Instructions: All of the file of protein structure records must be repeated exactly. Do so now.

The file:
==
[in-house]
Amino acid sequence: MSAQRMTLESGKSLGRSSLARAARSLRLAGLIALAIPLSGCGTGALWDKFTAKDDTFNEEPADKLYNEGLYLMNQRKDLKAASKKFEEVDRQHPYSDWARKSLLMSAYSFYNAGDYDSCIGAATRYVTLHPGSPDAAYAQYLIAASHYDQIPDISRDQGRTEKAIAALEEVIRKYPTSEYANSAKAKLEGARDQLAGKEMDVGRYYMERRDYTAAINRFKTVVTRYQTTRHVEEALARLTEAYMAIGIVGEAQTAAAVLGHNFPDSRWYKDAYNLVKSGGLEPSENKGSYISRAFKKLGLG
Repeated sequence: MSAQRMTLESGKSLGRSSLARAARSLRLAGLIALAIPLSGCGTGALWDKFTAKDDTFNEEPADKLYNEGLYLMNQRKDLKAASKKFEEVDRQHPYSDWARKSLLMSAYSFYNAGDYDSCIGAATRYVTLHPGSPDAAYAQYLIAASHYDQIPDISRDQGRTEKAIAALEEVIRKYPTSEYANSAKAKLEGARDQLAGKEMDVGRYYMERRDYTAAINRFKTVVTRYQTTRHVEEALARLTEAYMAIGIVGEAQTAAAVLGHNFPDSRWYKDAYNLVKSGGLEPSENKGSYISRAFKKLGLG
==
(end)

[in-house]
Amino acid sequence: MSAQRMTLESGKSLGRSSLARAARSLRLAGLIALAIPLSGCGTGALWDKFTAKDDTFNEEPADKLYNEGLYLMNQRKDLKAASKKFEEVDRQHPYSDWARKSLLMSAYSFYNAGDYDSCIGAATRYVTLHPGSPDAAYAQYLIAASHYDQIPDISRDQGRTEKAIAALEEVIRKYPTSEYANSAKAKLEGARDQLAGKEMDVGRYYMERRDYTAAINRFKTVVTRYQTTRHVEEALARLTEAYMAIGIVGEAQTAAAVLGHNFPDSRWYKDAYNLVKSGGLEPSENKGSYISRAFKKLGLG
Repeated sequence: MSAQRMTLESGKSLGRSSLARAARSLRLAGLIALAIPLSGCGTGALWDKFTAKDDTFNEEPADKLYNEGLYLMNQRKDLKAASKKFEEVDRQHPYSDWARKSLLMSAYSFYNAGDYDSCIGAATRYVTLHPGSPDAAYAQYLIAASHYDQIPDISRDQGRTEKAIAALEEVIRKYPTSEYANSAKAKLEGARDQLAGKEMDVGRYYMERRDYTAAINRFKTVVTRYQTTRHVEEALARLTEAYMAIGIVGEAQTAAAVLGHNFPDSRWYKDAYNLVKSGGLEPSENKGSYISRAFKKLGLG